Suttle as a Kick in the Head

Formula One development deal well worth more scrutiny

Better count your chickens, Austinites, because Richard Suttle is loose in the henhouse again. Everyone's favorite developers' attorney is at City Council today (Nov. 18), asking for $13.5 million (maybe more by the time you read this) "to provide water [and wastewater] service to the Formula 1 ... development located at 7700 Elroy Road." For that expenditure, the city is requiring assurance that the project: a) hires a fair share of minority- and woman-owned contracting firms, and b) installs oversized pipes to accommodate additional development expected in the area.

Now, the very fact that Richard Suttle is involved in this project should give everyone pause. He's the developers' equivalent of criminal attorney Roy Minton: the guy you go to when you're guilty, when you want to get something approved or subsidized that you really don't deserve.

Over the years, Suttle has represented pretty much every development affront in town: the Northcross Walmart, the Domain, the Hyde Park Baptist Church parking garage, the Concordia debacle, the pile of rubble that was Las Manitas Avenue Cafe – the list could go on at some length. The last Suttle-repped project we reported on was the 300 E. Riverside condo towers, of which Katherine Gregor wrote that it presumed "such greedy setback variances, [was] so outrageously out of scale, and ... so blatantly disrespectful of [Waterfront Overlay] values" that it spawned a whole new citizens' group,

The selling points are always the same, and will sound familiar to anyone listening to the current F1 discussion:

1) "It's a private project. And it's a done deal. We're not asking for public money, we're abiding by all applicable regulations, and we have all the rights and permissions we need, so we can build whatever we want. But, out of the goodness of our hearts, we'd be happy to discuss giving the city something – minority jobs, say – if you give us ...." Hint: The "extra" jobs or parkland or whatever is always something that either costs nothing (F1) or that they were going to have to do anyway (Domain, Northcross). And if it were a "done deal," Suttle wouldn't be sitting there asking for our money to pay for it.

2) "There's a tight deadline due to outside forces. We really need to get this one part signed off on now, in principle, and we'll fill in the details later." This tactic is why many of the original promises never get put down on paper, or if they do, they are often either mysteriously misplaced (HPB, Northcross) or quietly rewritten at a later date (Domain, Riverside). But piecemeal approvals – particularly for something as substantial as a $13 million city construction project, in the current case – cycle back into the "done deal" aura of inevitability.

In general, I kind of like the idea of Formula One in Austin. I don't really buy either the environmental or the lifestyle complaints about whether it's a good fit here. So if folks who should know are convinced that they can make a go of it, more power to them. But that should be their gamble, not the city's.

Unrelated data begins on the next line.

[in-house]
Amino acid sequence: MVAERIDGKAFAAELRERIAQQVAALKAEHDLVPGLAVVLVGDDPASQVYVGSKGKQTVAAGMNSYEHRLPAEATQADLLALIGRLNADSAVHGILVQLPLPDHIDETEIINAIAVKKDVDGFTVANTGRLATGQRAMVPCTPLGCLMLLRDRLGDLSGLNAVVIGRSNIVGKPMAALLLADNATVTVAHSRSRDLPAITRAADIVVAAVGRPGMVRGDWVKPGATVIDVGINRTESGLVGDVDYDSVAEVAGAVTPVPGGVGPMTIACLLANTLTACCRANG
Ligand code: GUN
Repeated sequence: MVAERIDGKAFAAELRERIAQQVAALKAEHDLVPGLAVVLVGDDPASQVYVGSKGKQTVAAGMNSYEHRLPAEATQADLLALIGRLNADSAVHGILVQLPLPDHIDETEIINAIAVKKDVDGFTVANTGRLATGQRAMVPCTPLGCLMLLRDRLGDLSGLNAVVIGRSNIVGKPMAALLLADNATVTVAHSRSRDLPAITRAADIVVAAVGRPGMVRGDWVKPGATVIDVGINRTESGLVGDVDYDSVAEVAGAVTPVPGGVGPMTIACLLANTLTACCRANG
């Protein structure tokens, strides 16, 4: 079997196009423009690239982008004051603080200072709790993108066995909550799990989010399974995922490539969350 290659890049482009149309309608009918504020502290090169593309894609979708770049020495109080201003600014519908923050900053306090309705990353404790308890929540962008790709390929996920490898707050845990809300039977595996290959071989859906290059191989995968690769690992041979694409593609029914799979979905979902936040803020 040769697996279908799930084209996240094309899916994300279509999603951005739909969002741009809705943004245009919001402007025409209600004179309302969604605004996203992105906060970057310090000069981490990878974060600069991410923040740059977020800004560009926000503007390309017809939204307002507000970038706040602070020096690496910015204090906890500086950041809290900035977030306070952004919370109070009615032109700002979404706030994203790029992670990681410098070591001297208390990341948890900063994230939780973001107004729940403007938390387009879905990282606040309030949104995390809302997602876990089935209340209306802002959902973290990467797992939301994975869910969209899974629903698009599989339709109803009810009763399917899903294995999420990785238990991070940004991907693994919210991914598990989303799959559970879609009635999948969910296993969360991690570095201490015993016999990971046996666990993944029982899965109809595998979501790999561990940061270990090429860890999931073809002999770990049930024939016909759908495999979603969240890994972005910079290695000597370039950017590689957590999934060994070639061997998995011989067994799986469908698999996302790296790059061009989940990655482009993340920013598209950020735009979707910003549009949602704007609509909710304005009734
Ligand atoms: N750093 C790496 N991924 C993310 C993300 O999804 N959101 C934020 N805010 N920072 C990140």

In specific terms, there are two big red-flag problems with the agreement before council today.

First, with the agenda items appearing on the council agenda a scant 72 hours before they are scheduled to be voted on, there's been no opportunity for analysis. Is the city getting value for its $13.5 million? Is F1 paying its fair share of this infrastructure cost, given that it's the prime beneficiary? No one knows the answer to that key question; it would certainly not appear so on the face of it, and backup materials don't give any insight. Yet council appears to be prepared to sign off on the designated $13.5 million, in an expedited fashion, without full vetting: Why?

Second, even if the first question could be answered affirmatively: It is absolutely crazy that the city of Austin should be the entity to risk the first actual investment dollars to get construction going while we wait to hear back about the rest of the details – including whether the project is going to happen. If this agreement goes through as planned, the developers, Land Accelerator, LLC, will presumably start putting in the oversized water and sewer lines more or less immediately (using our money). And if one of the myriad balls that are still in the air happens to drop, and the project doesn't materialize, what happens? We're out $13 million worth of infrastructure (which area neighbors have previously said they didn't want), and the developers are out ... oh wait, they're not really out anything, and they have nice, new, prepaid water lines built right through their property. Feeling warm and fuzzy yet?

A fiscally prudent City Council would take tomorrow's agenda items under advisement and offer back the same verbal promises we're so used to accepting from the other side: Once the figures are vetted, we'll agree to this deal in principle, if and when the rest of the project comes together.

But don't bet on fiscally prudent action from this council.

PS By the way, F1's next big anticipated cost for the city will be the estimated $4 million a year for public safety expenses (or "four Domains," as Council Member Bill Spelman mused earlier this week). This is supposed to be reimbursed by the state of Texas, though state officials have been very cagey thus far about guaranteeing that. Who do you think is going to blink first on that one? My hunch is that the city will be asked to pony up a guarantee, with the verbal promise that the state will cover it. Want to bet on it?

Nick Barbaro is the publisher of The Austin Chronicle.

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